Strings Festival Orchestra opens with 1st classical concert of season Saturday |

Strings Festival Orchestra opens with 1st classical concert of season Saturday

— As a conductor of an orchestra, there is a vision in mind. But when a conductor himself engages with the musicians to become part of the music, a nuance of spontaneity is brought to the experience.

"This is really a unique experience because there is no conductor for the whole program," said Anastasia Storer, a violinist in the first classical concert of the Strings Festival Orchestra season. "I think to hear (conductor Andrés Cárdenes) play gives us a lot of inspiration and it's a remarkable thing because it's more like making Chamber music, rather than following a conductor."

Chamber music, a form of classical music described as "the music of friends," rings true for the musicians that will take the stage at 8 p.m. Saturday at Strings Music Pavilion.

"Cárdenes is a very collaborative person, he engages people to play with him and lead more by example," said Kate Hatmaker, a violinist in the performance. "Many of us know each other really well and it feels like you are just playing with your family members."

Friends and former students of Cárdenes got together for three rehearsals before the show. Because the musicians abide to his style and understand what he is looking for with each piece, a more cohesive group began to take form in a short amount of time.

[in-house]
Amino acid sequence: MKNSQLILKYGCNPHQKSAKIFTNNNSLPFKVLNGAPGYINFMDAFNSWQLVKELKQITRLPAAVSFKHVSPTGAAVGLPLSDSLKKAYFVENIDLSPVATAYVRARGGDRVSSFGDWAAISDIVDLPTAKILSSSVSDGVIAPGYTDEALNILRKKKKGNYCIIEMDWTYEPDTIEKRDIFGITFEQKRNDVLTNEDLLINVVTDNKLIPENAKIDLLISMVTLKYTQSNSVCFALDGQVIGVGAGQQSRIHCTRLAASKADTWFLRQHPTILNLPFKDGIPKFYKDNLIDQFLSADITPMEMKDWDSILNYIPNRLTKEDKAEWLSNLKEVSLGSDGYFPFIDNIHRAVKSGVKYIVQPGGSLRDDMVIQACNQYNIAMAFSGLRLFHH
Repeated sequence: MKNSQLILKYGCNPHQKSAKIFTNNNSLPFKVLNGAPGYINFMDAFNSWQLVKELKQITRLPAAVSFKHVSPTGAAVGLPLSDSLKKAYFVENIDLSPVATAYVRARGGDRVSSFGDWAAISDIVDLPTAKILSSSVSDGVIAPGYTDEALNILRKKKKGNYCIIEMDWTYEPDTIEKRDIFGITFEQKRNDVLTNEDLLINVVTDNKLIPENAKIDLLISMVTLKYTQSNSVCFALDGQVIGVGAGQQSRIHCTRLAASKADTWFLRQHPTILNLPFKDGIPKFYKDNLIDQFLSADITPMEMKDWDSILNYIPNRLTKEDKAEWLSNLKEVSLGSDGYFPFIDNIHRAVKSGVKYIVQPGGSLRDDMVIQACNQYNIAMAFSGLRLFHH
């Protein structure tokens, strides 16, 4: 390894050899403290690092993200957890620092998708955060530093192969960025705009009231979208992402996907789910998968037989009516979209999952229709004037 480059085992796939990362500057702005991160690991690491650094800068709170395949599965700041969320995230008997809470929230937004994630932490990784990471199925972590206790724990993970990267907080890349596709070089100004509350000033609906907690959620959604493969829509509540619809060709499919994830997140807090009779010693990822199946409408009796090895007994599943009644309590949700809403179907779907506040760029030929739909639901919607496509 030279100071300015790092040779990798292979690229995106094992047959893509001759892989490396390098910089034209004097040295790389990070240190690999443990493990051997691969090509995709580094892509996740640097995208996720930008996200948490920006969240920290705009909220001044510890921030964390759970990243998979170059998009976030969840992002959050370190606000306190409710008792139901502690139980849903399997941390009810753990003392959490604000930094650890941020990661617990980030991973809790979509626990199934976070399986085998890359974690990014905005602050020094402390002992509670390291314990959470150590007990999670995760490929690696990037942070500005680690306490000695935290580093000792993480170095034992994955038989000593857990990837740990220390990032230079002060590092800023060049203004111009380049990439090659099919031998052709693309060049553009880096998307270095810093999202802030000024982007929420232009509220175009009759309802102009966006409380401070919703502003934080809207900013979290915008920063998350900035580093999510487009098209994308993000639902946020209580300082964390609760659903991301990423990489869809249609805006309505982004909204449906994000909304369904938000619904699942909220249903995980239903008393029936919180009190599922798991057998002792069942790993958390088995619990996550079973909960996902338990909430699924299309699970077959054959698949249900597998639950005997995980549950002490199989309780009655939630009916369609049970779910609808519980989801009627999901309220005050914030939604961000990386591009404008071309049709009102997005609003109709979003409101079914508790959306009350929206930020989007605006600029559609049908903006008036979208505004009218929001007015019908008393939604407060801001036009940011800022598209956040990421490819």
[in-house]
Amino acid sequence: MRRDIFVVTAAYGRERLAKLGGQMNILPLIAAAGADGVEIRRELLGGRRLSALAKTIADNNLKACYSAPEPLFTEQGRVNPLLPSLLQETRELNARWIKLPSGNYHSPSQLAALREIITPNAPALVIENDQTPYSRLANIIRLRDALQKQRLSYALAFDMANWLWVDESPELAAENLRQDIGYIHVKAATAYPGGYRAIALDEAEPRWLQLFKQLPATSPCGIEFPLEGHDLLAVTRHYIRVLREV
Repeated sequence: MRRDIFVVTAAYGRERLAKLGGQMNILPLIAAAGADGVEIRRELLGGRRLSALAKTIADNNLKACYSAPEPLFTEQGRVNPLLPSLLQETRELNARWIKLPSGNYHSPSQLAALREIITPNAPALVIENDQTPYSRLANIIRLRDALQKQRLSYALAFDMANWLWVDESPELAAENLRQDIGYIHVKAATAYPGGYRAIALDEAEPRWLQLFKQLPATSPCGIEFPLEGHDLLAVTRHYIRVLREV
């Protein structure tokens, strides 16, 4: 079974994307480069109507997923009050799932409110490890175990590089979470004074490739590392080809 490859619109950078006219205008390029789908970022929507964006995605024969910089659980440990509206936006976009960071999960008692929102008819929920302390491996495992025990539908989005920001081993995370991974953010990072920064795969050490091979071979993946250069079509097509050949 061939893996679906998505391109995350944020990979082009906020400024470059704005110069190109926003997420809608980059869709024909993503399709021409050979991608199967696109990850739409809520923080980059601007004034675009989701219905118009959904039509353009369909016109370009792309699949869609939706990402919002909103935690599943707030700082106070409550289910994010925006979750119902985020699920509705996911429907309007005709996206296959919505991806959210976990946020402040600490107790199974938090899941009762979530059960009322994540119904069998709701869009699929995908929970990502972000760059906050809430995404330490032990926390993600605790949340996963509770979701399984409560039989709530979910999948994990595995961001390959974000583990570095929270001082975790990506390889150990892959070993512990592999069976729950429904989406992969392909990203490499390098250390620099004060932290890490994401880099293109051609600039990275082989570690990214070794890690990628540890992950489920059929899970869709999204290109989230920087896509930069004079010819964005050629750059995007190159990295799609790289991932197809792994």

The spark in the air that comes with the excitement of an upcoming performance, was unmistakably present at rehearsal Thursday afternoon as musicians swiftly made modifications.

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"I look forward to seeing the energy that we will bring to the performance," Hatmaker said. "What we learned in rehearsal will be very fresh still by the concert and there is a spontaneity that comes with that."

The three featured pieces in the show go through the history of classical works. First, the Wolfgang Amadeus Mozart piece, "Adagio and Fugue in C minor, K. 546," is a more traditional form of classical music to start the night off.

Then, the Piotr Tchaikovsky piece, "Serenade for Strings in C Major, Op. 48″ infuses more of a romantic classic chamber orchestra component.

To end the night will be Astor Piazzolla's Argentinian mix, "Four Seasons in Buenos Aires."

"These pieces really bring the whole program together," said Cárdenes, who is the conductor, violinist and music director. "It's sort of like going through history where we are doing a classical work and then a romantic work by Tachaikovsky. Then we've go the Piazzolla piece, which is very unusual because it's contemporary with a few slashes of baroque."

For these musicians, it's not about the fame, or the money or the prestige. It's about living in the moment and creating music that can reach the depth of one's emotions, all with the strum of a chord.

"We play music because we like to play for people," Cárdenes said. "You don't just play it by yourself, but you are in an element or an atmosphere and people on stage are electrically charged to give and the audience is there to receive."

The excitement that comes with a live performance is that the audience and musicians never really know what could happen. Customary to a Chamber music performance, Saturday's concert will be an infusion of spontaneity, talent and an education of classical pieces among friends.

To reach Audrey Dwyer, call 970-871-4229, email or follow her on Twitter @Audrey_Dwyer1

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